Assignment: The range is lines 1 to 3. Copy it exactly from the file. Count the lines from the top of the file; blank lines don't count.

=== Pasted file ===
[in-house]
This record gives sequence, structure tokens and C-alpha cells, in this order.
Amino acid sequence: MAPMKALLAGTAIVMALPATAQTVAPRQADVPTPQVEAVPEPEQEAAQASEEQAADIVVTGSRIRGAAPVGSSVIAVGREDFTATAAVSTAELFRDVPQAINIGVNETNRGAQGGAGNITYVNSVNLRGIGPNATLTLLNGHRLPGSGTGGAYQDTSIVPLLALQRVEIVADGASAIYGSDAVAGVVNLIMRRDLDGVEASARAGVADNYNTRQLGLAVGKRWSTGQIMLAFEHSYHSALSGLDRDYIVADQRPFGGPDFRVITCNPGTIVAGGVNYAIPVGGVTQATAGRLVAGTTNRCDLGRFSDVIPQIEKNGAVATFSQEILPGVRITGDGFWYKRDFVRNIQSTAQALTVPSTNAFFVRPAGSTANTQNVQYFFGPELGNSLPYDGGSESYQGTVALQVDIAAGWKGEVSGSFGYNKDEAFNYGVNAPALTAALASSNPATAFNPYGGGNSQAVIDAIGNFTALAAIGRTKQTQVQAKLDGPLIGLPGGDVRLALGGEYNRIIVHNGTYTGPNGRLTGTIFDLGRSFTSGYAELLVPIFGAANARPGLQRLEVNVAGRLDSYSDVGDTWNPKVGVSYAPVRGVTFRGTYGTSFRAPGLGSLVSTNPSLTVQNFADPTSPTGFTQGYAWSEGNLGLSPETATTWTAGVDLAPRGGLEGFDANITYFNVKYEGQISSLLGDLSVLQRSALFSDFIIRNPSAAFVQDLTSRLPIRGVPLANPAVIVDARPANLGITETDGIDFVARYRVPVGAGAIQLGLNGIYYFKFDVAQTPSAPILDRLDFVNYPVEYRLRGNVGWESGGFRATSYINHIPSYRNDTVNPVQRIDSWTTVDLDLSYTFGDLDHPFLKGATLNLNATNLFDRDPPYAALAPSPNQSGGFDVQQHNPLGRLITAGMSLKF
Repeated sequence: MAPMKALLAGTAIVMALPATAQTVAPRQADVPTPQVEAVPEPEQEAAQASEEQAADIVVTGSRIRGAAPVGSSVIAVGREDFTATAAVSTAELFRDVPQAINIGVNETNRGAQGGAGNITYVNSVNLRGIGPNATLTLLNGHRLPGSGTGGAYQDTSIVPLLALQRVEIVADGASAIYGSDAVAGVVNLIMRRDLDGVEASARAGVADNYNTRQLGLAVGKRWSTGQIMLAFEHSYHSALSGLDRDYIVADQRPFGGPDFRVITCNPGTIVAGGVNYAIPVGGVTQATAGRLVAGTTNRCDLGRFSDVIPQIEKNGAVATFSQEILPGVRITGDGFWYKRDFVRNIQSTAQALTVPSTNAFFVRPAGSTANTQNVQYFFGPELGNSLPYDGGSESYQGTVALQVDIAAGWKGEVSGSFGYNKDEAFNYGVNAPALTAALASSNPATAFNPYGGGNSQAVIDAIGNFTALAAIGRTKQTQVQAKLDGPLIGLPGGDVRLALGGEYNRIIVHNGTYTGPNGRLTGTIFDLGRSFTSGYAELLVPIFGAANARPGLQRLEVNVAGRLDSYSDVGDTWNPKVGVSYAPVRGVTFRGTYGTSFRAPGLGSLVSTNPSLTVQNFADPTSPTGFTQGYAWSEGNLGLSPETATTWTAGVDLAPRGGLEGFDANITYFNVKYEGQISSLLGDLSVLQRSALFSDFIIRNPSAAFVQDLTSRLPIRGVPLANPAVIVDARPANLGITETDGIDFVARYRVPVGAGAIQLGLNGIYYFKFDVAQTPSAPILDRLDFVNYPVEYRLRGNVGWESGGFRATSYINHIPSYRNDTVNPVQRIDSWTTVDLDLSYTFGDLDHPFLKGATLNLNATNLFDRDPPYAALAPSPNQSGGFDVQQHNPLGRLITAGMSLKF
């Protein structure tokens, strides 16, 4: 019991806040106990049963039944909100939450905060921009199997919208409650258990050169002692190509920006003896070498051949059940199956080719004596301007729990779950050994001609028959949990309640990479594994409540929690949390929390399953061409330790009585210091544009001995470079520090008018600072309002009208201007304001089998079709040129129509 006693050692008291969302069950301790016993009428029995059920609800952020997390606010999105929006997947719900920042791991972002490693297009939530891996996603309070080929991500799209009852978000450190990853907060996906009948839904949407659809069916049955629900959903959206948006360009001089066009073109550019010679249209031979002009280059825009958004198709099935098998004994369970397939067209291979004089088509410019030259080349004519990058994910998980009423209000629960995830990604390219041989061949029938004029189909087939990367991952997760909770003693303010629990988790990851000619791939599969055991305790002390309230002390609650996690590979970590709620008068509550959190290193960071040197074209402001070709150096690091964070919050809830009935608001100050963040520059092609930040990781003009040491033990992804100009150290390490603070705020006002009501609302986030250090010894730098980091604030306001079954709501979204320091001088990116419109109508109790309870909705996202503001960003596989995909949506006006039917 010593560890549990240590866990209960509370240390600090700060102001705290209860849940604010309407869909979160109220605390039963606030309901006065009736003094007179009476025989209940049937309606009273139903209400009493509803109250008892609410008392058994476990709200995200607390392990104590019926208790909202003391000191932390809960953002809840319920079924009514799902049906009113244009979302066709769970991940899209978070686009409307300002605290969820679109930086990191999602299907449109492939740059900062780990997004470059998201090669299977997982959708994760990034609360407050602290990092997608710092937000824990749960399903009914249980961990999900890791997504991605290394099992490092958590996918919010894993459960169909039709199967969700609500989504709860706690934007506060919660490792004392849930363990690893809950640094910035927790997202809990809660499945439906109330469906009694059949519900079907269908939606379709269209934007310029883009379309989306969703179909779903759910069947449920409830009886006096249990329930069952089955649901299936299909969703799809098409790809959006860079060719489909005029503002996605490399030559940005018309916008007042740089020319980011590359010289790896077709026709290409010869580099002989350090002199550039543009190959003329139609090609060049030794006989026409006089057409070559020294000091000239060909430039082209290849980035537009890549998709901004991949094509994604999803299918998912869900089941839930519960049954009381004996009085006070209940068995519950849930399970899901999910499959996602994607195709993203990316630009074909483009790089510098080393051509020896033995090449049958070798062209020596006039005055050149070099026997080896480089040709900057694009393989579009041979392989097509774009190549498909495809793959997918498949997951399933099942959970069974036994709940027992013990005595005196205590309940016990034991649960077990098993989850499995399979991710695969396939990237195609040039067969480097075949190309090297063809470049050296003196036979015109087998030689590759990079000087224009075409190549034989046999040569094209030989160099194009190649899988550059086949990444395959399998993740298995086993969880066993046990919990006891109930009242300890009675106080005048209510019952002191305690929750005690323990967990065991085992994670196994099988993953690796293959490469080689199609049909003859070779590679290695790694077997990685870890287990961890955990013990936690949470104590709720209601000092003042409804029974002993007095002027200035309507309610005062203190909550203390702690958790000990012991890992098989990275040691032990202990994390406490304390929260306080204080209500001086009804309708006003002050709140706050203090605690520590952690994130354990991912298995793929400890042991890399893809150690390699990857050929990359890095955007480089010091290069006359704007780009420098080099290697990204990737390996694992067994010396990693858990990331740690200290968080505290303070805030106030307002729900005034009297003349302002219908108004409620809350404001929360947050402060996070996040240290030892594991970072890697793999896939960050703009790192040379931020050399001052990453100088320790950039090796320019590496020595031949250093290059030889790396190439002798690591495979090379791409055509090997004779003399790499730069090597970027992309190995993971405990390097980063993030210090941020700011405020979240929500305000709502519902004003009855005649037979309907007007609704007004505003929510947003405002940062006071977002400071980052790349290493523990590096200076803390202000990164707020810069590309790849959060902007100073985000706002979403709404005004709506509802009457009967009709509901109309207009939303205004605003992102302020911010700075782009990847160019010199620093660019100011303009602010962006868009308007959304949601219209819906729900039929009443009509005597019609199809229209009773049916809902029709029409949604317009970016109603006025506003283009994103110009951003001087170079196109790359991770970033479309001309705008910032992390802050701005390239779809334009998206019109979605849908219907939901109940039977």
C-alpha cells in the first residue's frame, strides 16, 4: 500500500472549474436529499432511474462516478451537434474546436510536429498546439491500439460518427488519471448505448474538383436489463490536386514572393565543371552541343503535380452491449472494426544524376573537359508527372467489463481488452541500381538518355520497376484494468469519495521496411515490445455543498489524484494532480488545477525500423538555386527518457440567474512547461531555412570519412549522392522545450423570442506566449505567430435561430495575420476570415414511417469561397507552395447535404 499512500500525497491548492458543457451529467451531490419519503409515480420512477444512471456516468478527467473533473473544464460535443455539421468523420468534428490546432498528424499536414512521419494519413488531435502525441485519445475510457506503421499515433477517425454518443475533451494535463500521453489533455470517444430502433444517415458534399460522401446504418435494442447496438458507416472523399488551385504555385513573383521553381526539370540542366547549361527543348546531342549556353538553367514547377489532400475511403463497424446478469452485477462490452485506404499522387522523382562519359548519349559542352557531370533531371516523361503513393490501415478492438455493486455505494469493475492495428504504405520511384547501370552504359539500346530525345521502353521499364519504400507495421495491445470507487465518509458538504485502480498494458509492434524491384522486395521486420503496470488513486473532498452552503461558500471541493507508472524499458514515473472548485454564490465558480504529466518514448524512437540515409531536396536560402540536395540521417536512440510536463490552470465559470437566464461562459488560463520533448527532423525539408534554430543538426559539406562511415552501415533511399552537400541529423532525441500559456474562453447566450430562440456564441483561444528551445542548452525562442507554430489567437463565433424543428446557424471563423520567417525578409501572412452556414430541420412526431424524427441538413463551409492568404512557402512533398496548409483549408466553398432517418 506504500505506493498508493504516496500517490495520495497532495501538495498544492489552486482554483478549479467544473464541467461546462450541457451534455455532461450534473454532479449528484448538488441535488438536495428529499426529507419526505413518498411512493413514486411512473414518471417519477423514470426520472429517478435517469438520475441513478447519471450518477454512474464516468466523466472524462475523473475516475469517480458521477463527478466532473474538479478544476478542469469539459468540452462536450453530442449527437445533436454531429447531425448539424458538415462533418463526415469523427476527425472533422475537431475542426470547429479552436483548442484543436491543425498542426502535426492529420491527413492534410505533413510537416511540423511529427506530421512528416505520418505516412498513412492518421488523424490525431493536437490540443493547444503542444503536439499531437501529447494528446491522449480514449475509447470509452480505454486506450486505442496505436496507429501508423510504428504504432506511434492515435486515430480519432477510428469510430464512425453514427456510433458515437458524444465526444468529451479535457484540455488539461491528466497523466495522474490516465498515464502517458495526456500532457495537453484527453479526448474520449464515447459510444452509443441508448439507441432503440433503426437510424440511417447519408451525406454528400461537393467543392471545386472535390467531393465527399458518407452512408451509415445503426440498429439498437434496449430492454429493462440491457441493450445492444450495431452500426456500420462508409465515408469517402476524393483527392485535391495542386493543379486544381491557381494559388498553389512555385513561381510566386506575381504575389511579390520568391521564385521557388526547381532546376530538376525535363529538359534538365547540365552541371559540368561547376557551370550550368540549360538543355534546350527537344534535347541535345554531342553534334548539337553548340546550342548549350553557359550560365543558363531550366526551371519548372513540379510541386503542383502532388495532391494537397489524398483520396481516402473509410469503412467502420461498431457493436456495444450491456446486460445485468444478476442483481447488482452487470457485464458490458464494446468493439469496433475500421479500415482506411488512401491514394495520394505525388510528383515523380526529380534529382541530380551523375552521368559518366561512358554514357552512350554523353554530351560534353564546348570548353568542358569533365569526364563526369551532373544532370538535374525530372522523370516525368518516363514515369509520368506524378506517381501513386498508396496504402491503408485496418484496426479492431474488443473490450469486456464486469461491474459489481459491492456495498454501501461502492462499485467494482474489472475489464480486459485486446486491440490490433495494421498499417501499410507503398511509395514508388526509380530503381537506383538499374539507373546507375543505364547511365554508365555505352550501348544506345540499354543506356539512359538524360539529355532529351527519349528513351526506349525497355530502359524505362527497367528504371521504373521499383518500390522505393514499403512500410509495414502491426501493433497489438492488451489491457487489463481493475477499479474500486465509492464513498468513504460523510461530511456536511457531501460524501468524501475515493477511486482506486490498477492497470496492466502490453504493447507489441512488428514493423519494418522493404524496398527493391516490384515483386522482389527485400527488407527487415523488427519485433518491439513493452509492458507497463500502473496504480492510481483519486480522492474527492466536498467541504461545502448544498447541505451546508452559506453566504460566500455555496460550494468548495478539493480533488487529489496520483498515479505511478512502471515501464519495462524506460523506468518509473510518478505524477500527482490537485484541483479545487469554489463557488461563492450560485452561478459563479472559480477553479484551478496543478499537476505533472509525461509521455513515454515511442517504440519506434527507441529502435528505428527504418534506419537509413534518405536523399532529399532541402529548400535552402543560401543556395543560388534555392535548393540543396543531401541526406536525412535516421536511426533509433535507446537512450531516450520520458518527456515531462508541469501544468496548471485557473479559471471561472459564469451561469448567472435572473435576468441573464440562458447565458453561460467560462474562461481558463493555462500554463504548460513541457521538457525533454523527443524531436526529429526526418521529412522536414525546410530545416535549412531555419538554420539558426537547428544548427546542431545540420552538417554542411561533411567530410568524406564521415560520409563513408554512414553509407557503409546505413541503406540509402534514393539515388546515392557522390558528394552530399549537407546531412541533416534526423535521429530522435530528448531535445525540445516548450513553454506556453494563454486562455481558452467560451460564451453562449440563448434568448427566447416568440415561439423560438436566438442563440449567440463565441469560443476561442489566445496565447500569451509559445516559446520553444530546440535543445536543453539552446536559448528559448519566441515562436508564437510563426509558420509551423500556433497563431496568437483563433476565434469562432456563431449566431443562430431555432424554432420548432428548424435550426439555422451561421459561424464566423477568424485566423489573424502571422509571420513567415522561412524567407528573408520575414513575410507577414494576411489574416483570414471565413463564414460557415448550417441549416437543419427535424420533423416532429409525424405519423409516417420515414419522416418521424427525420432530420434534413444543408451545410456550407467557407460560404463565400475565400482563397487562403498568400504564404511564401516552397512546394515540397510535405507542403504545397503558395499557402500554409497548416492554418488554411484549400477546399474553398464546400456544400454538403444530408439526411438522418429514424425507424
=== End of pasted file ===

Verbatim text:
[in-house]
This record gives sequence, structure tokens and C-alpha cells, in this order.
Amino acid sequence: MAPMKALLAGTAIVMALPATAQTVAPRQADVPTPQVEAVPEPEQEAAQASEEQAADIVVTGSRIRGAAPVGSSVIAVGREDFTATAAVSTAELFRDVPQAINIGVNETNRGAQGGAGNITYVNSVNLRGIGPNATLTLLNGHRLPGSGTGGAYQDTSIVPLLALQRVEIVADGASAIYGSDAVAGVVNLIMRRDLDGVEASARAGVADNYNTRQLGLAVGKRWSTGQIMLAFEHSYHSALSGLDRDYIVADQRPFGGPDFRVITCNPGTIVAGGVNYAIPVGGVTQATAGRLVAGTTNRCDLGRFSDVIPQIEKNGAVATFSQEILPGVRITGDGFWYKRDFVRNIQSTAQALTVPSTNAFFVRPAGSTANTQNVQYFFGPELGNSLPYDGGSESYQGTVALQVDIAAGWKGEVSGSFGYNKDEAFNYGVNAPALTAALASSNPATAFNPYGGGNSQAVIDAIGNFTALAAIGRTKQTQVQAKLDGPLIGLPGGDVRLALGGEYNRIIVHNGTYTGPNGRLTGTIFDLGRSFTSGYAELLVPIFGAANARPGLQRLEVNVAGRLDSYSDVGDTWNPKVGVSYAPVRGVTFRGTYGTSFRAPGLGSLVSTNPSLTVQNFADPTSPTGFTQGYAWSEGNLGLSPETATTWTAGVDLAPRGGLEGFDANITYFNVKYEGQISSLLGDLSVLQRSALFSDFIIRNPSAAFVQDLTSRLPIRGVPLANPAVIVDARPANLGITETDGIDFVARYRVPVGAGAIQLGLNGIYYFKFDVAQTPSAPILDRLDFVNYPVEYRLRGNVGWESGGFRATSYINHIPSYRNDTVNPVQRIDSWTTVDLDLSYTFGDLDHPFLKGATLNLNATNLFDRDPPYAALAPSPNQSGGFDVQQHNPLGRLITAGMSLKF